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For-Profit Grads' Wage Disadvantage
Study compares earnings outcomes of those who started in certificate or associate programs at for-profit and nonprofit institutions.
In analyzing the salary gains associated with various kinds of academic programs, advocates of for-profit higher education have noted that the sector's students tend to be less prepared for postsecondary work than are students in other sectors. A study released Monday by the National Bureau of Economic Research agrees with that generalization. But it finds that, even when controlling for such factors, there is an advantage for the nonprofit sectors in boosting salaries, over the for-profit sector.
The study (abstract available here) arrives at a time of continued debate between for-profit advocates and critics on the extent to which for-profit programs advance students economically.
For the study, the authors -- Kevin Lang and Russell Weinstein, economists at Boston University -- examined data from the Beginning Postsecondary Students Longitudinal Study for some 16,6803 students who began postsecondary education for the fi rst time in the 2003-4 academic year. Specifically, the researchers focused on those starting certificate and associate degree programs.
In certificate programs, the study found little economic gain for those who completed -- regardless of what kind of institutions they attended. But for those who started in associate degree programs, the study found "large, statistically significant benefits from obtaining certificates/degrees from public and not-for-profit but not from for-profit institutions." The study noted that "these results are robust to addressing selection into the labor market from college, and into positive earnings from unemployment."
While the study did not find that the differences were restricted to health fields, it did find key differences there. And for both certificate and associate programs at both for-profit and nonprofit institutions, the most popular field of study is health. "We observe a large and statistically significant return to earning a certificate in health from a public or not-for-pro fit institution," the study says. "In contrast, the point estimate for earning such a certificate from a for-pro fit is close to zero.... We also observe a noticeably (albeit not statistically significantly) larger return to an associate degree in health from a not-for-pro fit/public than we found for the whole sample."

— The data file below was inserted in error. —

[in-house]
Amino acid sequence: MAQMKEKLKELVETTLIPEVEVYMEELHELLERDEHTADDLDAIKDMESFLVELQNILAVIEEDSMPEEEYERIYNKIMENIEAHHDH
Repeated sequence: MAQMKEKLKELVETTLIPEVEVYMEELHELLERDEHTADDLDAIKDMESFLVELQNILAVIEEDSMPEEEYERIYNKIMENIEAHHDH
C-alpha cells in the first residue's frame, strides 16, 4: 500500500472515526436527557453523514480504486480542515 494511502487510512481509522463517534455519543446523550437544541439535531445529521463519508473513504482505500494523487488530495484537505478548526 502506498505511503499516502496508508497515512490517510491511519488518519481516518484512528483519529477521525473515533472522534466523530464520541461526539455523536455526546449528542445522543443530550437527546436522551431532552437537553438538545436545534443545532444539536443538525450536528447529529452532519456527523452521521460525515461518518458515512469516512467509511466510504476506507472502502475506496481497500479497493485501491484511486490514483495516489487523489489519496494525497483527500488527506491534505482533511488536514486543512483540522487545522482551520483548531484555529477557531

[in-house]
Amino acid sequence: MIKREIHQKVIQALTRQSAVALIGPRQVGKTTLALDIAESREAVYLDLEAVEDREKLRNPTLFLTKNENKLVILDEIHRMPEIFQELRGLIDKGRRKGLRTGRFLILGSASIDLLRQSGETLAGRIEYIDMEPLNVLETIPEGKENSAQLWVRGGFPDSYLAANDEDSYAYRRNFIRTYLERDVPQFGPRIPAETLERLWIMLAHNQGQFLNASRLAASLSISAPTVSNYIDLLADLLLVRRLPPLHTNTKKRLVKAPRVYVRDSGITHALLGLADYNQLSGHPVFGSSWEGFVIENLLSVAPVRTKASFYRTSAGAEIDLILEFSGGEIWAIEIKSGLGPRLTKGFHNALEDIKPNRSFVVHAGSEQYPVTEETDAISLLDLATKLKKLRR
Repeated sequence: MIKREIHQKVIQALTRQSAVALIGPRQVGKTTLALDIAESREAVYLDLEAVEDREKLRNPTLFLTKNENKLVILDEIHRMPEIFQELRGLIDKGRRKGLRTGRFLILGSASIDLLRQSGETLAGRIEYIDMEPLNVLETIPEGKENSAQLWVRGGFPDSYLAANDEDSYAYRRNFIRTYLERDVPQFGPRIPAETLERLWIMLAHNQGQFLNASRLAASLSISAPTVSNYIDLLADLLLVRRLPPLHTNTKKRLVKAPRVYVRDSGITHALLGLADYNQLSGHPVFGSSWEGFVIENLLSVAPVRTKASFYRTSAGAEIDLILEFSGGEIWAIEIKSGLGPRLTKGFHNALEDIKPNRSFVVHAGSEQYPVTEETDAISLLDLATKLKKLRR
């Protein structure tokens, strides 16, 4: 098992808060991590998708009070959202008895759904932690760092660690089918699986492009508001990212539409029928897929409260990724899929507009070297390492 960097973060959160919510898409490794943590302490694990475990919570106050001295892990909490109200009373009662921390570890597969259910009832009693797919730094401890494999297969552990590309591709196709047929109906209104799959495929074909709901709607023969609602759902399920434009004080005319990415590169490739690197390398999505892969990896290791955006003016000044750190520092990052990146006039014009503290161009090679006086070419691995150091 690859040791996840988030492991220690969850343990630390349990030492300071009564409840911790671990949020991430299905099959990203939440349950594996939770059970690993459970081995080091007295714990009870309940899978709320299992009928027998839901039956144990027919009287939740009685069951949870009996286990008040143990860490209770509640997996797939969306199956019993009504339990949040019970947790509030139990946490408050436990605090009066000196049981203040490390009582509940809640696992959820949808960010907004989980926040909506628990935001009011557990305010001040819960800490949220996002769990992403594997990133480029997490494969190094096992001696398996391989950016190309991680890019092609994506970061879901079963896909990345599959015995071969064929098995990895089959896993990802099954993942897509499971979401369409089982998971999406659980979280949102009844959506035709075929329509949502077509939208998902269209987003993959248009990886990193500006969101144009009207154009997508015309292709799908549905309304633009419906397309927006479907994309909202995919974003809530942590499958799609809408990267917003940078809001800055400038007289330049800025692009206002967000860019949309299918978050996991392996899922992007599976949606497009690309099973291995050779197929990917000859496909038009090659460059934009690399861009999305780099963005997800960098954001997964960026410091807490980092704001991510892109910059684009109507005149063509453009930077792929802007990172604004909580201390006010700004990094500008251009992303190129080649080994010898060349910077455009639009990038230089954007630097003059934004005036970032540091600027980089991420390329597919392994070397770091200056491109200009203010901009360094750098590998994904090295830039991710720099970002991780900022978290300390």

The authors note reasons to be cautious about the findings. For example, these graduates entered the work force in economically difficult times. But the paper also notes factor after factor that could explain the gaps -- and that did not turn out to be the case. For instance, the authors note that "one possibility is that students at not-for-profi t and public institutions have access to better career offices." But in fact, the study finds that those at for-profit institutions received more help from career offices than did those in the nonprofit sector.
A spokeswoman for the Association of Private Sector Colleges and Universities said that group could not comment on the study Monday, due to numerous news developments involving the for-profit sector.
One expert on measuring the value of various degree programs said that based on a preliminary look at the study, he was concerned that more breakdowns were not analyzed. Anthony Carnevale, director of the Georgetown University Center on Education and the Workforce, said that the results could be different if the researchers focused on certificates based on their value in the work force. (Carnevale has done research suggesting wide variation in the value of certificates by field of study).
He also suggested more of a focus on gender, given that certificate programs that tend to attract women "are the ones with the highest concentrations of no value." He said that it was important to look for "more details and longer time horizons."
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